18 Mar Raising Venture Capital for Oil and Gas Investing
CROWDFUNDING PLATFORMS ARE STARTING TO GAIN A FOOTHOLD IN OIL AND GAS INVESTING
PHILIP RACUSIN, ENERGYFUNDERS, HOUSTON
Crowdfunding isn’t a new concept – investors have pooled their resources to back projects for hundreds of years. One of the most famous early records of crowdfunding dates all the way back to the 1700s, when Gulliver’s Travels author Jonathan Swift set up the Irish Loan Fund to provide loans to low-income families in rural parts of the country. However, having received its stamp of approval from the SEC just a few short years ago with the implementation of Title II of the JOBS Act on Sept. 23, 2013 and issuance of important advisory memos, crowdfunding as we know it today is a fairly recent means of raising venture capital.
Since the regulation changes, crowdfunding platforms haven’t wasted any time gaining a solid foothold in the investment marketplace. Crowdfunding has experienced epic growth in the few years it has been available to investors and project proposers-with total funding volume more than doubling year over year since Title II’s adoption and The World Bank estimating crowdfunding will reach $90 billion by 2020.
So, what is crowdfunding in the modern sense? How does it stack up against traditional means of financing and what does the emergence of this new method of raising capital mean for the future of the oil and gas industry? Let’s take a look.
HOW CROWDFUNDING FOR OIL AND GAS INVESTING WORKS
Crowdfunding is the practice of raising many small amounts of money from a large number of people to ultimately create a substantial source of capital for funding a project or venture. Nowadays, it’s typically accomplished through leveraging powerful fintech platforms capable of connecting investors and projects with a level of efficiency that would not have been remotely possible in Jonathan Swift’s time.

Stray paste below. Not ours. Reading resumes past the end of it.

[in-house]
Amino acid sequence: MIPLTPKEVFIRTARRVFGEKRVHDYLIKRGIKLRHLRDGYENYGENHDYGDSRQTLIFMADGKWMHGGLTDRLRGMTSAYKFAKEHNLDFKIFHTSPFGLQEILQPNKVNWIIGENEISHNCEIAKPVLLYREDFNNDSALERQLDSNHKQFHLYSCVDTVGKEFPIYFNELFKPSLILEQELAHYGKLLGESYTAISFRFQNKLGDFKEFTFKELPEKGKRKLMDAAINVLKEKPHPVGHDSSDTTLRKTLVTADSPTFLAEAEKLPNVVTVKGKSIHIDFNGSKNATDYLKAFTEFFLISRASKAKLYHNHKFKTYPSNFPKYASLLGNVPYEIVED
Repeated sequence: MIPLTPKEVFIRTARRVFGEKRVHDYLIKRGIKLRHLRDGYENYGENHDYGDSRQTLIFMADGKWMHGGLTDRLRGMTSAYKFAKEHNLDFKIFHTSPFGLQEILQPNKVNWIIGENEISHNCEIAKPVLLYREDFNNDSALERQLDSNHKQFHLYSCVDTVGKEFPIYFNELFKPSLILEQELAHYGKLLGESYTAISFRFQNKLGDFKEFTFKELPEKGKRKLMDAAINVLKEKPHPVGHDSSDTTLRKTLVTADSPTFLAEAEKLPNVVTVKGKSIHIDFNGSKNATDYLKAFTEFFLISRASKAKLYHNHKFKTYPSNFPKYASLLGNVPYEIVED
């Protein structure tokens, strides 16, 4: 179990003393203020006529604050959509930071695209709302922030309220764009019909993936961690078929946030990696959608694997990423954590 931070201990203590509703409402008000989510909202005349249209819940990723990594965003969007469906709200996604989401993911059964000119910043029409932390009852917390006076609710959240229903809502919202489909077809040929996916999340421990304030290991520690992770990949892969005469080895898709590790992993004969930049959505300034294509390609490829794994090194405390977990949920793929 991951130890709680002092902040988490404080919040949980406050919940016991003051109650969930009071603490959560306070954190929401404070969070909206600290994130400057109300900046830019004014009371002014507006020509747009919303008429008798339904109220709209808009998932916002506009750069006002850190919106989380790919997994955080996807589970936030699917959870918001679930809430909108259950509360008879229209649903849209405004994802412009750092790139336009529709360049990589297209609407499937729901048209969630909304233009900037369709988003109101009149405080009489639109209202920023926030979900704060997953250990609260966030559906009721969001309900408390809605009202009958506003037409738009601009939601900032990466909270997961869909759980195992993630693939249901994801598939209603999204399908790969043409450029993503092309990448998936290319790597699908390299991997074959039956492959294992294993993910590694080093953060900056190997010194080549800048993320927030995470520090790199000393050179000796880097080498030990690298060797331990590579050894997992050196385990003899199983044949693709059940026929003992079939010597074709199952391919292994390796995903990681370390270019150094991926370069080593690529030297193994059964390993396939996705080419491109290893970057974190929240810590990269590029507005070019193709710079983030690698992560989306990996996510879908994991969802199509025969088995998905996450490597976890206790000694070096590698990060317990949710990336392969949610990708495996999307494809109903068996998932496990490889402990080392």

By its very nature, crowdfunding encourages community. The purpose of this fintech technology is to bypass middlemen and make it easy for investors to connect directly with projects they want to support. To that end, crowdfunding is an especially interesting concept in the oil and gas industry for two reasons:
Traditionally, energy has represented an investment class with an impossibly high price to participate that would leave all but the super-rich-or massive corporations with money to burn-balking with sticker shock. Crowdfunding allows for investors to play the game with much lower table stakes. For example, the fintech crowdfunding platform EnergyFunders allows investors to support various types of oil and gas drilling and re-working projects with a minimum of just $5,000. A lower cost of entry per project allows investors to spread risk across a wider number of projects to more effectively diversify their portfolio. This has proven popular with investors as its last eight projects have been fully funded.
Crowdfunding affords smaller oil and gas operators with a platform for generating capital that requires very few resources on their end. This is a crucial benefit for smaller oil operators who lack the massive fundraising arms the large oil and gas companies have at their disposal. Crowdfunding puts fundraising on autopilot for smaller operators so that they can focus on what’s most essential-driving growth in their business.
In essence, crowdfunding levels the playing field and makes room for more participants in the investment pool. With crowdfunding, it’s no longer a wading pool-it’s an Olympic-sized infinity pool complete with swim-up bar and volleyball net.